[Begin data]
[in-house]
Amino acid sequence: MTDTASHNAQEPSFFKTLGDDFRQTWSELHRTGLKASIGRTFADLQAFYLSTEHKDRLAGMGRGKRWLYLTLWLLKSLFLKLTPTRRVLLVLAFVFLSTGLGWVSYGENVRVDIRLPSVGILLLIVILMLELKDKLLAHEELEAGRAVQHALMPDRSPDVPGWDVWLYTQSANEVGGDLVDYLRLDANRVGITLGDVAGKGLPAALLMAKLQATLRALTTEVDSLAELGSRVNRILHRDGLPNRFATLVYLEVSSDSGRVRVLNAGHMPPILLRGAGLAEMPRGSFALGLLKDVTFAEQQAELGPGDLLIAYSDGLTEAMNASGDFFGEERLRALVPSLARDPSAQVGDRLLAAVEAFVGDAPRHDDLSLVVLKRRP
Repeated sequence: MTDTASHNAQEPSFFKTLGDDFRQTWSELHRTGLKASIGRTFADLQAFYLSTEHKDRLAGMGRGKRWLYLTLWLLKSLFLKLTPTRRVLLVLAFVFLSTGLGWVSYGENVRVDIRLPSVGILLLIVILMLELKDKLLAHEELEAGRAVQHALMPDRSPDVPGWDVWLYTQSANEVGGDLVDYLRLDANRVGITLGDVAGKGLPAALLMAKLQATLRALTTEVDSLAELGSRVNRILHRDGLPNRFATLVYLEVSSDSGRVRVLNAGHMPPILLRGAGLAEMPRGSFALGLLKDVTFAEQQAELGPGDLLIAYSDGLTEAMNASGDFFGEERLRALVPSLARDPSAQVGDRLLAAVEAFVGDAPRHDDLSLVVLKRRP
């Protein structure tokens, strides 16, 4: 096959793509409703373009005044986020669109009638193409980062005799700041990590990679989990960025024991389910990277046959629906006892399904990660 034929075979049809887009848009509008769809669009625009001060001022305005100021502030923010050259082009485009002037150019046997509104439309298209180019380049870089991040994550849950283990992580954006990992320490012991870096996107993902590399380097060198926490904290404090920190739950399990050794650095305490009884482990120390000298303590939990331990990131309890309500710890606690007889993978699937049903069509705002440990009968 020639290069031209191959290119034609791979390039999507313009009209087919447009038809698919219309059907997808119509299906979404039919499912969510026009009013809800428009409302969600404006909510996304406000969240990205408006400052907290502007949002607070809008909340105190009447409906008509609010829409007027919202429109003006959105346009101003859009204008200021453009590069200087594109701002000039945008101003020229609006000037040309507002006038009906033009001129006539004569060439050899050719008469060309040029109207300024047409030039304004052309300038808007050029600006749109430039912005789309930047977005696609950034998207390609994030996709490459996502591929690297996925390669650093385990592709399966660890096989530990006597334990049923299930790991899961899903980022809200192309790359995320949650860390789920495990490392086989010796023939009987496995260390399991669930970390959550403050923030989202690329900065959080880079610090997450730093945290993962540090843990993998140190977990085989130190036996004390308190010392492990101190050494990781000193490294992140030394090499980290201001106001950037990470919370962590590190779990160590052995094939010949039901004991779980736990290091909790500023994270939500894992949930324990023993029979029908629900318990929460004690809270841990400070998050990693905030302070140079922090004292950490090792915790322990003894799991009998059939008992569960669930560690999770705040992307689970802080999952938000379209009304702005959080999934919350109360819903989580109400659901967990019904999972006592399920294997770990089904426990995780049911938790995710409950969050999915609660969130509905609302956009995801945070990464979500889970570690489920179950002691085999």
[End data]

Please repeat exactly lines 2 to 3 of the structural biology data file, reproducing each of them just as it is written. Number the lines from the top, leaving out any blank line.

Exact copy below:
Amino acid sequence: MTDTASHNAQEPSFFKTLGDDFRQTWSELHRTGLKASIGRTFADLQAFYLSTEHKDRLAGMGRGKRWLYLTLWLLKSLFLKLTPTRRVLLVLAFVFLSTGLGWVSYGENVRVDIRLPSVGILLLIVILMLELKDKLLAHEELEAGRAVQHALMPDRSPDVPGWDVWLYTQSANEVGGDLVDYLRLDANRVGITLGDVAGKGLPAALLMAKLQATLRALTTEVDSLAELGSRVNRILHRDGLPNRFATLVYLEVSSDSGRVRVLNAGHMPPILLRGAGLAEMPRGSFALGLLKDVTFAEQQAELGPGDLLIAYSDGLTEAMNASGDFFGEERLRALVPSLARDPSAQVGDRLLAAVEAFVGDAPRHDDLSLVVLKRRP
Repeated sequence: MTDTASHNAQEPSFFKTLGDDFRQTWSELHRTGLKASIGRTFADLQAFYLSTEHKDRLAGMGRGKRWLYLTLWLLKSLFLKLTPTRRVLLVLAFVFLSTGLGWVSYGENVRVDIRLPSVGILLLIVILMLELKDKLLAHEELEAGRAVQHALMPDRSPDVPGWDVWLYTQSANEVGGDLVDYLRLDANRVGITLGDVAGKGLPAALLMAKLQATLRALTTEVDSLAELGSRVNRILHRDGLPNRFATLVYLEVSSDSGRVRVLNAGHMPPILLRGAGLAEMPRGSFALGLLKDVTFAEQQAELGPGDLLIAYSDGLTEAMNASGDFFGEERLRALVPSLARDPSAQVGDRLLAAVEAFVGDAPRHDDLSLVVLKRRP